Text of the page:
VMware (VMW), has sold Zimbra, its Microsoft Exchange alternative to Telligent. How does the new Zimbra plan to counter Microsoft Office 365 and Google Apps? Here are clues from The VAR Guy.
VMware (VMW) has sold Zimbra, its Microsoft (MSFT) Exchange alternative, to Telligent. The VAR Guy isn't shocked, considering VMware has been selling off non-core assets and Zimbra's website had barely been updated this year. But what exactly does Zimbra's sale mean to VMware and its channel partners? Here's the analysis.
First, a history lesson. VMware acquired Zimbra, an open source email platform, from Yahoo in January 2010. VMware's original goal was to promote Zimbra on-premises and through cloud services providers -- especially heads-up vs. Microsoft Exchange. In some ways the strategy worked. By January 2013, Zimbra was considered a surprise alternative to Microsoft Office 365 and Google Apps in government markets.
But the wins didn't come often enough. By February 2013, The VAR Guy openly speculated about whether VMware would keep or sell Zimbra. By May 2013, The VAR Guy wondered if Zimbra would surface in VMware's vCloud Hybrid Service. But nothing ever came of it. Clearly, VMware was shopping Zimbra.
And now Telligent -- which focuses on enterprise social software -- has acquired Zimbra. And going forward, Telligent will be known as Zimbra. Telligent CEO Patrick Brandt will lead the combined company. It sounds like Intel Capital, NXT Capital Venture Finance, BDCA, Hall Financial Group and VMware will each invest in the new Zimbra -- which offers a "unified social collaboration suite built for the post-PC era."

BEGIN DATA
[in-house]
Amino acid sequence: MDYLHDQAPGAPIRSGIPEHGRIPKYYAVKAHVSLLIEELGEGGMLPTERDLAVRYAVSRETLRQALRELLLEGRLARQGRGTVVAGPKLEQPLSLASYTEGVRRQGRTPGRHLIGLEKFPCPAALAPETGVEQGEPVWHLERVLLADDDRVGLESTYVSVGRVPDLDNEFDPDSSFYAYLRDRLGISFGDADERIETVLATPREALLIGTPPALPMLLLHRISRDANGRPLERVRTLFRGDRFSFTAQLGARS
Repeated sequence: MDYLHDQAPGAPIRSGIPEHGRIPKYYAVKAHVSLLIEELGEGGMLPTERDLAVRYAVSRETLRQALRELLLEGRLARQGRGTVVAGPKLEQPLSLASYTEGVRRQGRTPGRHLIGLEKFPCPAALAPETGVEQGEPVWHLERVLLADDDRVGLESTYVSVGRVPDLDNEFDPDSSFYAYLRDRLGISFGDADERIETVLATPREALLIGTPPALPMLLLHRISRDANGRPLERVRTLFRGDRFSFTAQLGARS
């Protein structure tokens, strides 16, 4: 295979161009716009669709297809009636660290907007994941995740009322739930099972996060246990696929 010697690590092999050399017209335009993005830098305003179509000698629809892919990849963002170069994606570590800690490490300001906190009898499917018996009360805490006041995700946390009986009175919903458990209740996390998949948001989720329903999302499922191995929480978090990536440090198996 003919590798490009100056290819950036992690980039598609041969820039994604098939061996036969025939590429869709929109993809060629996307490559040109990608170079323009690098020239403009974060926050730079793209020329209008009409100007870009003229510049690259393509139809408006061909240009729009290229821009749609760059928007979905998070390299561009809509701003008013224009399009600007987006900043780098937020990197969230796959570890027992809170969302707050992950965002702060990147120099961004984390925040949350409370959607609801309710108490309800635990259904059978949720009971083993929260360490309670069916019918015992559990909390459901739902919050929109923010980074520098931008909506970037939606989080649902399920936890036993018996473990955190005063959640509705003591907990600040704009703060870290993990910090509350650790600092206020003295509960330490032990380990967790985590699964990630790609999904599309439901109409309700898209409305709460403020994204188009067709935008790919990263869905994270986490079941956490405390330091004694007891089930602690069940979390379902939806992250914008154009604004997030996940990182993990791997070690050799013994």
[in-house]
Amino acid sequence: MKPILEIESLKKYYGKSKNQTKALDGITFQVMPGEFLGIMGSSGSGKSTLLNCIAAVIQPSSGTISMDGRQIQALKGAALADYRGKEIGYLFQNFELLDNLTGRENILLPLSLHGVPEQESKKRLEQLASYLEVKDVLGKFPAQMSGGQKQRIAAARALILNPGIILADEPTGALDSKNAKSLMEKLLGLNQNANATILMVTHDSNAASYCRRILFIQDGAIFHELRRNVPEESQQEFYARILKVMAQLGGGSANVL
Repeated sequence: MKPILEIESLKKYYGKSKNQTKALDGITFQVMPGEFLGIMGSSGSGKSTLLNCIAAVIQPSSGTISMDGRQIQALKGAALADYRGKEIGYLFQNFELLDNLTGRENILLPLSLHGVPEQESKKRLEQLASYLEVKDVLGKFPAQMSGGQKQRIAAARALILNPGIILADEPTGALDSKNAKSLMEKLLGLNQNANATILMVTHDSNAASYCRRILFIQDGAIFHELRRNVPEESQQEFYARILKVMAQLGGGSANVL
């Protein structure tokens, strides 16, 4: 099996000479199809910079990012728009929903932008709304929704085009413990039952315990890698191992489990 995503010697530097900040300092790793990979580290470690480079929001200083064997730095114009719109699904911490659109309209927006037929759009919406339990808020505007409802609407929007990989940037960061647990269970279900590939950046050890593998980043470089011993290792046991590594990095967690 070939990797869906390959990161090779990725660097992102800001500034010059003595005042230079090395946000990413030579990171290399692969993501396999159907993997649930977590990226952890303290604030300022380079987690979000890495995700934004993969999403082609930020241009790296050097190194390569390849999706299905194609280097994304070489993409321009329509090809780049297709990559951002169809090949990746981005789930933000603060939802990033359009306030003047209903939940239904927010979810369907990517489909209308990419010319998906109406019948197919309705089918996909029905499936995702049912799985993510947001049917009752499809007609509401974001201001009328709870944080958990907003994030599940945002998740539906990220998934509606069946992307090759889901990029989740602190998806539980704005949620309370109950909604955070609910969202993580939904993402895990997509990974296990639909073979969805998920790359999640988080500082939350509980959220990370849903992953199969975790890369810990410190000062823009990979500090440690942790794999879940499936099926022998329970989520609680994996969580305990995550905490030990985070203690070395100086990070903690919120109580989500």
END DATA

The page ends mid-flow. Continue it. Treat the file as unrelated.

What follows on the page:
In a prepared statement, Brandt said: "Zimbra enables traditional collaboration through features such as email, calendar sharing and address books, while Telligent supports real-time collaboration via chat, social networking, online communities and more. The combination of the two will enable companies to easily share documents and ideas instantly, providing true unified collaboration."
The VAR Guy's key questions going forward:
1. Partners and Customers: Zimbra says the combined company will have a global base of more than 5,000 customers and 400 partners. But The VAR Guy has been hearing that 400 partner figure for several years. Has there been any partner growth?
2. Cloud Computing: Generally speaking, Zimbra has not hosted its own software and instead deferred to telcos, Internet service providers and cloud services providers to host the software. Will that approach continue?
3. Rivalries: Does Zimbra still see an opportunity to disrupt Exchange (on premises) and Office 365 and Google Apps (in the cloud)? If so, what are the opportunities for partners?
4. Marketing: How will Zimbra build a stronger brand while battling cloud and enterprise software giants?
5. Open Source: Zimbra is an open source platform. What steps will Zimbra take to engage and excite that open source community?
That's all for now. The VAR Guy will check in with his Zimbra sources for more insights.